@Ehryk - You might want to take a look at algobeautytreb.com/trebmath356.pdf for the math behind treb simulators. It's germane since his sims indicate a maximum efficiency of about 80%. – WhatRoughBeast Aug 5 '14 at 0:42

Have an insulated cylinder of gas with a piston. Put the weight on the piston and let it press down. Then lock the piston in place and put the other mass on. Then turn the cylinder on its side and unlock the piston and the other mass will be accelerated. By turning it on the side, all the energy goes into accelerating the second mass and not into lifting it. The mass of the piston needs to be small in comparison to the second mass, because it is being accelerated also. But any device will have that problem. To get a vertical direction as requested, then have a curved ramp to convert the horizontal motion to vertical. The size of the curved ramp will consume some of the energy also.

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It sounds like this would require large, long tubes with tight clearances, and the pressurization of the gas would (under extreme conditions) heat the gas high enough to melt the tube. Government agencies have used a similar idea to launch scramjet engines, and run into the temperature limit often; as does QuickLaunch, Inc. I truly want a mechanical design that can be scaled up to 200,000kg dropped 91m being translated into a 10kg mass lauched at 6km/s. I don't think the temperature inside the cylinder of this design can be scaled to this. – Ehryk Sep 13 '12 at 0:20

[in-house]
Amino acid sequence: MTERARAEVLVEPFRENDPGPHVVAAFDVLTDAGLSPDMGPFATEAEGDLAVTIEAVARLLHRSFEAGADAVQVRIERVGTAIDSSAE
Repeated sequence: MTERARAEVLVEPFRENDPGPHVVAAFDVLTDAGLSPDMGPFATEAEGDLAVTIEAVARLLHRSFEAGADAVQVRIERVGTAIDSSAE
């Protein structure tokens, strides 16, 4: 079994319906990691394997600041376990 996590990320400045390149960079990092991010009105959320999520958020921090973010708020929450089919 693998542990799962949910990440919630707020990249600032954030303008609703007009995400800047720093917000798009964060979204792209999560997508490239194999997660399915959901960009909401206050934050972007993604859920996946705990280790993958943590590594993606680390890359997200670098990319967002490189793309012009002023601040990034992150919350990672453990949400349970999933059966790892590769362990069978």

In considering this design though, couldn't the drop tube be set to $90\deg$ and launch tube set to the desired angle? Would it be able to use any sort of hydraulic advantage by having the launch tube at, say, 1/2 the diameter so it moves twice as fast? – Ehryk Sep 13 '12 at 0:23
@Ehryk - Hold on just a minute. First is was 100 m/sec, and now it's 6 km/sec. You might want to rethink this. "First the bucket, then the pail, then the laboratory scale. Ever bigger, ever faster. Faster, faster, then - disaster." – WhatRoughBeast Aug 5 '14 at 0:40

## protected by Qmechanic♦Aug 4 '14 at 10:22